May the Alice Be with You

Alice’s Adventures in Wonderland has many different levels of appeals, all of which have been chewed through by thousands of literature critics. Along with what the story says, there is also how it says it, and all the other hundreds of levels of understanding we are used to when reading another one of those literary giants. But what if we take away all that could or should be analyzed?

What if we interpret Alice on its most fundamental level, and then see how this relates to us?

Alice’s adventures in wonderland is, on its most fundamental, first layer, a tale of a girl in a fairy land. She shrinks and grows over time, transforming and changing all along. Alice changes and feels differently along the story. Like us, she is not that often completely sure about what to do. And like us, she imagines herself to be above all else.

Alice’s appeal is much more than what can be analyzed (and yet i’m trying to analyze it… something went wrong somewhere). In the traditional sense of analysis, we use what the writer gives us to work with. But this was never the point of the novel. Alice is much more than a novel. It represents our inner being much more than we want to admit.

We too often live in our own world of reality and existence. Rationale, something invented by humans to control their own nature, is not a naturally occuring element of humans. Alice, the child in the novel, wants to pull our inner child out of this ancient hull of intelligence. For most of our lives, few of us have been allowed to be children. We are expected to behave like adults from very early on, yet are not allowed to speak as one. Thus we create our own worlds in which we are free from the oppression of these adults, these tyrants of our existence.

Once we become adults, our own worlds very often still exist, but they are crippled by our own intelligence. We still perceive things differently from other people, but not in an interesting fashion. We are not creative, but simply different. And just because one is different, one is not necessarily useful.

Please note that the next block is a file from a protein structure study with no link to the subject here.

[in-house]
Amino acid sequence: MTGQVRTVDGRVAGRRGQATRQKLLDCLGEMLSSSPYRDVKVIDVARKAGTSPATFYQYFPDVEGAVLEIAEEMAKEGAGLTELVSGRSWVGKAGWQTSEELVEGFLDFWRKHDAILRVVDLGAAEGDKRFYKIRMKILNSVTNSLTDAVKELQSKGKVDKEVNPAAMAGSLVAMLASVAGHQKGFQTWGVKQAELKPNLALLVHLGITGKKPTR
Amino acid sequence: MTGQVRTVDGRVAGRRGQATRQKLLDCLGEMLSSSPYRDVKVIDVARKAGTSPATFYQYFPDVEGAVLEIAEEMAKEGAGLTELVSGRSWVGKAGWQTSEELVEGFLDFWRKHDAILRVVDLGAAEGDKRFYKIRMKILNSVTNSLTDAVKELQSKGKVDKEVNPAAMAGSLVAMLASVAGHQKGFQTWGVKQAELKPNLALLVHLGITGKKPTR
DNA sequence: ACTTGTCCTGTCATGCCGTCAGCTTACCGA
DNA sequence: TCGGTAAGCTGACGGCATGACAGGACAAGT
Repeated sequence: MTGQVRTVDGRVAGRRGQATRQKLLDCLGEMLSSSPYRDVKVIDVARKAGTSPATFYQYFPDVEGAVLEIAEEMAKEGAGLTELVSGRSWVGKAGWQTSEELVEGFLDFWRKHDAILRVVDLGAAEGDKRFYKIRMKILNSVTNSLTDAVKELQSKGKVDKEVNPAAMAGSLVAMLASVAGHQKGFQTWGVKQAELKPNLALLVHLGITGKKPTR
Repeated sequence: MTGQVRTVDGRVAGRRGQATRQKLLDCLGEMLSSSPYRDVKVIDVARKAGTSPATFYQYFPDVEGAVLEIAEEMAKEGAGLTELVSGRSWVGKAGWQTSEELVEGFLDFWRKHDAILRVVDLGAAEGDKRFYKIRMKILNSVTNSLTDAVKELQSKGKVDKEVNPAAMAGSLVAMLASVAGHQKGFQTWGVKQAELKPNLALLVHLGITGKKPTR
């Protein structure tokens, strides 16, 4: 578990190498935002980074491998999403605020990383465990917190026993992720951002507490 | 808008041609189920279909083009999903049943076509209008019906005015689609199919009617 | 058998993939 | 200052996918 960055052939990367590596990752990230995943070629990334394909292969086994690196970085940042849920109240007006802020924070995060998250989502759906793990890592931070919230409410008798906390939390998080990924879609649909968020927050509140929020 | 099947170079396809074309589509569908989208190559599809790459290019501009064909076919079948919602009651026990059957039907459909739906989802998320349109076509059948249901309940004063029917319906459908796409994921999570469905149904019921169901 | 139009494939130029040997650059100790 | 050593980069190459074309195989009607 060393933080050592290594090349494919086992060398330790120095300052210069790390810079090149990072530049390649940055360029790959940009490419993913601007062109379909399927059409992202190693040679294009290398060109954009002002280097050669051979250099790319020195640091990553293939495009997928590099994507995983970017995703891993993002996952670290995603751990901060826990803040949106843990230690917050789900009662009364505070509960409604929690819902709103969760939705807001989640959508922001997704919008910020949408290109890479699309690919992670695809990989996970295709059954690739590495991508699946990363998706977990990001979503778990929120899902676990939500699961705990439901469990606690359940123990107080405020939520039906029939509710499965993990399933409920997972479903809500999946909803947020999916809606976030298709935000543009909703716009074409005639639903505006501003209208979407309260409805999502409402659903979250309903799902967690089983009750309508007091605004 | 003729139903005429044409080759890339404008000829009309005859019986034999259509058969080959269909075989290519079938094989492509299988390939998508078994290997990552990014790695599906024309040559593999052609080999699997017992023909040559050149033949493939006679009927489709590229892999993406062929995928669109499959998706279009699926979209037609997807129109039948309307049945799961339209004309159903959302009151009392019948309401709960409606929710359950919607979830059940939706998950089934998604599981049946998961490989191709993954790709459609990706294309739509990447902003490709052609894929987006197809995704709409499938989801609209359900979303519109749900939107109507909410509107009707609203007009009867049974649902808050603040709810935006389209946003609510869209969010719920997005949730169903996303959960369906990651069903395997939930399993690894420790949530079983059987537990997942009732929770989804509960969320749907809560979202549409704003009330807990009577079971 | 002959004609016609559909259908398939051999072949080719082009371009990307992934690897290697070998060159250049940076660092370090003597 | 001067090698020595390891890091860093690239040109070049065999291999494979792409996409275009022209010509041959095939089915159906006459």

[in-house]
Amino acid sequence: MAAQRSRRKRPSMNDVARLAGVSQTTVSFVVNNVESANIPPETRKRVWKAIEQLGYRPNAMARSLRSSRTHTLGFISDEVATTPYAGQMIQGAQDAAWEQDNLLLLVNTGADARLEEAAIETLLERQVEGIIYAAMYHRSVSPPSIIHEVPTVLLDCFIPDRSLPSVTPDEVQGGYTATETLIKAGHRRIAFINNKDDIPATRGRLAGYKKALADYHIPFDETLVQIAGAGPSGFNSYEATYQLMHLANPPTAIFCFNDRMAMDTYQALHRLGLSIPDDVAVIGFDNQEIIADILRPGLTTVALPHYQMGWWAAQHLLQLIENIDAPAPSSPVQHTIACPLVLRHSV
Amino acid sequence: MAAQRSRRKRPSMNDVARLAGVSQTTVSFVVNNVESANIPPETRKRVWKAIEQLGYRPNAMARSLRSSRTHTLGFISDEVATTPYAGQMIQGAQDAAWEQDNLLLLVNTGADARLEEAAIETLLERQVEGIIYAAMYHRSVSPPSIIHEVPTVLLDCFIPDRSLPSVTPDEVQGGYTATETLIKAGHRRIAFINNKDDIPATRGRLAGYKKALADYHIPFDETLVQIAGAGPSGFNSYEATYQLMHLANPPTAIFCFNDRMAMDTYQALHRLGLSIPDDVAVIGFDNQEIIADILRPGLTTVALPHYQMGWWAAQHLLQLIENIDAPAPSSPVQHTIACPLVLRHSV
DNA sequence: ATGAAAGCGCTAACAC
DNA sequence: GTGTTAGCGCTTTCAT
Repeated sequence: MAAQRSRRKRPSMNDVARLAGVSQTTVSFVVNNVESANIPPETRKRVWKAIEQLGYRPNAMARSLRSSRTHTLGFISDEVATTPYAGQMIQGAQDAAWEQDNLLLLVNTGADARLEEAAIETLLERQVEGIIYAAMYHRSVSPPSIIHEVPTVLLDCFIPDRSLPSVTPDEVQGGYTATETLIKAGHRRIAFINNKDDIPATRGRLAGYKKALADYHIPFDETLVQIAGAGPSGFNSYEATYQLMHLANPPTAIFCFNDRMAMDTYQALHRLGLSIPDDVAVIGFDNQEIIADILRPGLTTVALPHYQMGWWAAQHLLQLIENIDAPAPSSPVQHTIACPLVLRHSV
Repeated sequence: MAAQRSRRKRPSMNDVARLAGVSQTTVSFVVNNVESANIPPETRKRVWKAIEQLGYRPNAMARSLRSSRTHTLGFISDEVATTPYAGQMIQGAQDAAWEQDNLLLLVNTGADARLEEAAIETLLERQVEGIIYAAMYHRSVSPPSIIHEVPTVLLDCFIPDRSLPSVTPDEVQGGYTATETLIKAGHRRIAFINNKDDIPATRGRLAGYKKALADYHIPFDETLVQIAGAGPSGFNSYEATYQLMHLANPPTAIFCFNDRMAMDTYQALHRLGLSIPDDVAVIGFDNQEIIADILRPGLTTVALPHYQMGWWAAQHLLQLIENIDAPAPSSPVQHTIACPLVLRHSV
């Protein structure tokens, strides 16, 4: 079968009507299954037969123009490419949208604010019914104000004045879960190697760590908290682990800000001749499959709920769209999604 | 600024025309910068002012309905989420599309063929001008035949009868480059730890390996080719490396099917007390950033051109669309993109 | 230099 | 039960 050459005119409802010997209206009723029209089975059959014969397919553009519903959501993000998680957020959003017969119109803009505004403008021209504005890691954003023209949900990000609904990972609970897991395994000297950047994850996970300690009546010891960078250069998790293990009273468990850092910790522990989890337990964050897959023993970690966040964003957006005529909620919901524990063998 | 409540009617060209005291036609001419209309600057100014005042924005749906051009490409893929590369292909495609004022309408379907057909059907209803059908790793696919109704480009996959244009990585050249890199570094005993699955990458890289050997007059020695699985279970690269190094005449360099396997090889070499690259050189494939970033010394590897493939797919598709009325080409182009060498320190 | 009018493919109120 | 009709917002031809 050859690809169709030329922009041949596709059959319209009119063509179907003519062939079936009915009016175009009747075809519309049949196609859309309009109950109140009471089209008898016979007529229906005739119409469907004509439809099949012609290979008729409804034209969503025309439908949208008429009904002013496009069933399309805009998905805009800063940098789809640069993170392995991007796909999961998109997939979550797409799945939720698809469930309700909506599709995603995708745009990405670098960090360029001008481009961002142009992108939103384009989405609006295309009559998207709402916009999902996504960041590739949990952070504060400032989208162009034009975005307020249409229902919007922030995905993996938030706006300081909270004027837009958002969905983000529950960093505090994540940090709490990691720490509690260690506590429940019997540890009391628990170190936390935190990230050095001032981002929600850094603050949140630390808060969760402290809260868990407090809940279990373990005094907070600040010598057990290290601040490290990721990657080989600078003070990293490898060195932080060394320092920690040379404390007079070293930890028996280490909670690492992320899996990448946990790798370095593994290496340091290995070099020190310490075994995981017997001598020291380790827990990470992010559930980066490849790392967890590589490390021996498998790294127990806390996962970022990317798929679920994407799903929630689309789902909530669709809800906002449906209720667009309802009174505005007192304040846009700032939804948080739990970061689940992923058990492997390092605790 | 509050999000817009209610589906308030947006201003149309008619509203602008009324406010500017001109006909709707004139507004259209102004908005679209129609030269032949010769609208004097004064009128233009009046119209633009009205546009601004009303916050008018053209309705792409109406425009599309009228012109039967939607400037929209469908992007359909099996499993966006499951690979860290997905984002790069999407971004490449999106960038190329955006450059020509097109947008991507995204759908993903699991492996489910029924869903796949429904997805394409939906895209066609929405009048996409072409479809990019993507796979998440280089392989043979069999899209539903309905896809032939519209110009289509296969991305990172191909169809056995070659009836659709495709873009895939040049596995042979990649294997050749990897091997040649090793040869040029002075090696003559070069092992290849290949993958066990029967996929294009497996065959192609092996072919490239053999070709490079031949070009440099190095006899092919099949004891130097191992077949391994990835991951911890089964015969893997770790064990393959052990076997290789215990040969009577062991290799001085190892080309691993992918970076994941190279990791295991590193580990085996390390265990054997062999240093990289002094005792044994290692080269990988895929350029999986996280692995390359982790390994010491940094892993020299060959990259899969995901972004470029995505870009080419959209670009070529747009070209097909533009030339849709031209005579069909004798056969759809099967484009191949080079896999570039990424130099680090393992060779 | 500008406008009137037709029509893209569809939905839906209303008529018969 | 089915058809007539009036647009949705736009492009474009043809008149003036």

Alice is similar to a therapeutical instrument. You can use it to improve your imaginery world, and be a happier, more creative person. Alice gives the reader a power to break free from the opressive laws of science. It allows you to see things differently than anyone else can. In short, Alice improves you creaticity, your happiness, your existence. She is already within us, just crying to be released by our reading of the book.

Read Carroll’s work.

And may the Alice be with you.

2 Responses to “May the Alice Be with You”

  1. I love everything you brought up in this blog. I agree, children in this world are expected to behave as adults but are only allowed to think as children, and are treated as children unless they are being punished for something, in which case they are lectured about how they “should’ve known better”. I like your concept of Alice representing the authentic, innate child. She is in a land in which there really are no rules, no “tyrants of [her] existence”, in the form of adults or, as you also mentioned, scientific laws. That is the key to her adventures in Wonderland-no one and nothing is there to stop her from simply being a child exploring life’s wonders. Maybe if we all were allowed to experience this true childhood, our world would be a different place now. We would have more right-brainers. We would have more freedom, both in the literal and emotional sense. On the other hand, maybe the world would just erupt into chaos if young children were allowed these kinds of experiences. I suppose we’ll never know.

  2. Meighan A. Says:

    I absolutely loved the concepts you presented in this. I especially liked how you tied our way of living now to Alice’s story. Even when we and Alice are from different time periods and have been shaped by different societies, we can still relate to her and receive a gift from her. Like you said, “Alice gives the reader a power to break free from the oppressive laws of science.” That is so incredibly true.

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